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Bryan C. Weare, Alfredo R. Navato, and Reginald E. Newell

Abstract

An empirical orthogonal function analysis has been performed on monthly mean sea surface temperatures for the greater part of the Pacific Ocean between 55°N and 20°S. The analysis identifies the most important modes of seasonal and non-seasonal variability during the period 1949–73. A mode is defined spatially in terms of an empirical orthogonal function which describes the degree of coherence of variation. The function's corresponding coefficient portray the evolution of the mode in time. The seasonal variation is dominated by a mode having a 12-month periodicity and greatest coherence in the higher latitudes. A second important seasonal mode has a period of approximately 6 months and is dominated by deviations in the North Pacific. The most important non-seasonal variation is identified with the, long-recognized El Niño. The spatial pattern of this mode demonstrates the large-scale nature of the El Niño phenomenon. Other important non-seasonal modes are discussed.

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Alfredo R. Navato, Reginald E. Newell, Jane C. Hsiung, Clare B. Billing Jr., and Bryan C. Weare

Abstract

Multiple-regression analyses of changes in tropospheric mean temperature as predictands and Pacific, Atlantic and Indian Ocean sea surface temperatures and atmospheric aerosol concentrations as predictors show that large fractions of the variances of the tropical, Northern Hemispheric and Southern Hemispheric extratropical tropospheric temperatures may be explained by fluctuations in ocean surface temperatures and atmospheric aerosols. The sensitivity of the tropical, Northern Hemisphere and Southern Hemisphere extratropical tropospheric temperatures to the various predictors are estimated.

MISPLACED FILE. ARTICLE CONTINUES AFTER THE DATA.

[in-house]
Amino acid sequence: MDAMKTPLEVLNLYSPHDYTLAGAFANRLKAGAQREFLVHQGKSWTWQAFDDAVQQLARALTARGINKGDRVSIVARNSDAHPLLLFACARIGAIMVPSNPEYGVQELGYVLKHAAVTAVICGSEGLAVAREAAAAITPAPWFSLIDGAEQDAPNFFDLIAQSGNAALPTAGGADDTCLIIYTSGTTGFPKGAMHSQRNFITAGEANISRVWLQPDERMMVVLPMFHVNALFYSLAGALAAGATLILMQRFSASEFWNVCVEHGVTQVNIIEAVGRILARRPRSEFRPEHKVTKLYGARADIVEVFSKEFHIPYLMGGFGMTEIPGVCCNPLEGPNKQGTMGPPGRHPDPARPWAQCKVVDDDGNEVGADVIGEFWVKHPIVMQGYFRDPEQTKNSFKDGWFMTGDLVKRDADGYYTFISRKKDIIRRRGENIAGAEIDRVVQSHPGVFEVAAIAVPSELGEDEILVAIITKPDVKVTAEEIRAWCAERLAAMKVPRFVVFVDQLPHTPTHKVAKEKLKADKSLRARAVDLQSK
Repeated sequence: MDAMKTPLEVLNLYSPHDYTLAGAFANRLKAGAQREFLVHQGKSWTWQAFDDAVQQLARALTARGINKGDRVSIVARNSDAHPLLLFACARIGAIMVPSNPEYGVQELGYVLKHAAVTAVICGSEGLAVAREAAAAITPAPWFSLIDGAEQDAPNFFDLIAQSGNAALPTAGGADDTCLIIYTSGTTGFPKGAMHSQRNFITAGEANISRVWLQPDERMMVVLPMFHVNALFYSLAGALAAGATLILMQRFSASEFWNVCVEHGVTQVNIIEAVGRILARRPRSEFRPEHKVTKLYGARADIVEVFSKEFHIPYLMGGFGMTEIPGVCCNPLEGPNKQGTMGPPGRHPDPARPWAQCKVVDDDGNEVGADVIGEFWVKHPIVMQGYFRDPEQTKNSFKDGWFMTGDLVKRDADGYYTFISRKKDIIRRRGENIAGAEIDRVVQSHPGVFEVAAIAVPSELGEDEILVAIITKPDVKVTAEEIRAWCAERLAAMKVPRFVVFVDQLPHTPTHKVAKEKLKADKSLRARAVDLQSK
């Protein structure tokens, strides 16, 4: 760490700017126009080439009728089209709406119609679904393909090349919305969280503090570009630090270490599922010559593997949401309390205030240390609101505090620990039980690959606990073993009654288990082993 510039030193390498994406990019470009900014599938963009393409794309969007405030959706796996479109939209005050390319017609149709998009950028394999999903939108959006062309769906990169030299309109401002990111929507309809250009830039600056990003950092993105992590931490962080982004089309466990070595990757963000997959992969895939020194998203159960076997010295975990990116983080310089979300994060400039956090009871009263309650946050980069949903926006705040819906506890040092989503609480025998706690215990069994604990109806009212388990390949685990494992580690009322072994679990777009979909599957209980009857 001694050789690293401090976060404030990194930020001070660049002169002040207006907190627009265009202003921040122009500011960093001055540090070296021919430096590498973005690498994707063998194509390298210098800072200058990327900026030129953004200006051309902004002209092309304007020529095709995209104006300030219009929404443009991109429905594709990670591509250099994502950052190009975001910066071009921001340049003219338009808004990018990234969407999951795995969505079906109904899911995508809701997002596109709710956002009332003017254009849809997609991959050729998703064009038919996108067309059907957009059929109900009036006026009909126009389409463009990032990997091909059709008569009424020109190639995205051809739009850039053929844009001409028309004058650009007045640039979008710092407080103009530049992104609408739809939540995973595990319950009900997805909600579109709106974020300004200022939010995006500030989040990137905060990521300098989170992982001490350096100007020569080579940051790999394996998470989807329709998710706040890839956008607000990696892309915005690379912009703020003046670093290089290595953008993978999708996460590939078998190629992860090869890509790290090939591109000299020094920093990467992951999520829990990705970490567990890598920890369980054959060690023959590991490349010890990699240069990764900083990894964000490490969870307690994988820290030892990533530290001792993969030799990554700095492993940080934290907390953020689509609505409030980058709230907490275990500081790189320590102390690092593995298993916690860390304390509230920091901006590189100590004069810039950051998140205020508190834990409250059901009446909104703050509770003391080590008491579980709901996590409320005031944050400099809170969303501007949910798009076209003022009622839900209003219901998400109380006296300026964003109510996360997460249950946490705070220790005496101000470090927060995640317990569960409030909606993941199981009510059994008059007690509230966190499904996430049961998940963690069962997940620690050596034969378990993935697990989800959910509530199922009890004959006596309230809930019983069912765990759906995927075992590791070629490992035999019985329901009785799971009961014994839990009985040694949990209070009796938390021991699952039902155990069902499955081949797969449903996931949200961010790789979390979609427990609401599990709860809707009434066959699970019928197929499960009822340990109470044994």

To improve the precision of the estimates in the presence of serial correlations in the variables we used a generalized least-squares procedure to obtain the regression models.

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R. David Pyles, Bryan C. Weare, Kyaw Tha Paw U, and William Gustafson

Abstract

The University of California, Davis, Advanced Canopy–Atmosphere–Soil Algorithm (ACASA) is coupled to the fifth-generation Pennsylvania State University–National Center for Atmospheric Research (NCAR) Mesoscale Model (MM5) as a land surface scheme. Simulations for July 1998 over western North America show that this coupling, the first between a mesoscale model and a land surface model of this complexity, is successful. Comparisons among model output, National Centers for Environmental Prediction–NCAR reanalysis fields, and station data show that MM5–ACASA generally reproduces near-surface temperature in a realistic fashion, but with a stronger diurnal cycle than observations suggest. A control run using the existing Louis/European Centre for Medium-Range Weather Forecasts land surface formulation produces unrealistically low temperatures associated with high latent heating and precipitation amounts over much of the model domain. Simulations of heat and moisture fluxes using the Biosphere–Atmosphere Transfer Scheme (BATS) are generally comparable to ACASA, but near-surface air temperatures reveal excessively warm conditions. Low specific-humidity values over land in both MM5–ACASA and MM5–BATS simulations and low oceanic values in all three simulations suggest a possible dry bias in MM5. Comparison statistics between modeled near-surface climatological behavior and associated fluxes at three sites show that MM5–ACASA, out of the three simulations, agrees most with observations. Sensitivity tests show that MM5 is generally more sensitive to the choice of surface scheme than it is to soil moisture initialization. Comparisons of mean carbon dioxide fluxes reveal that ACASA can be a useful tool in examining the terrestrial carbon cycle.

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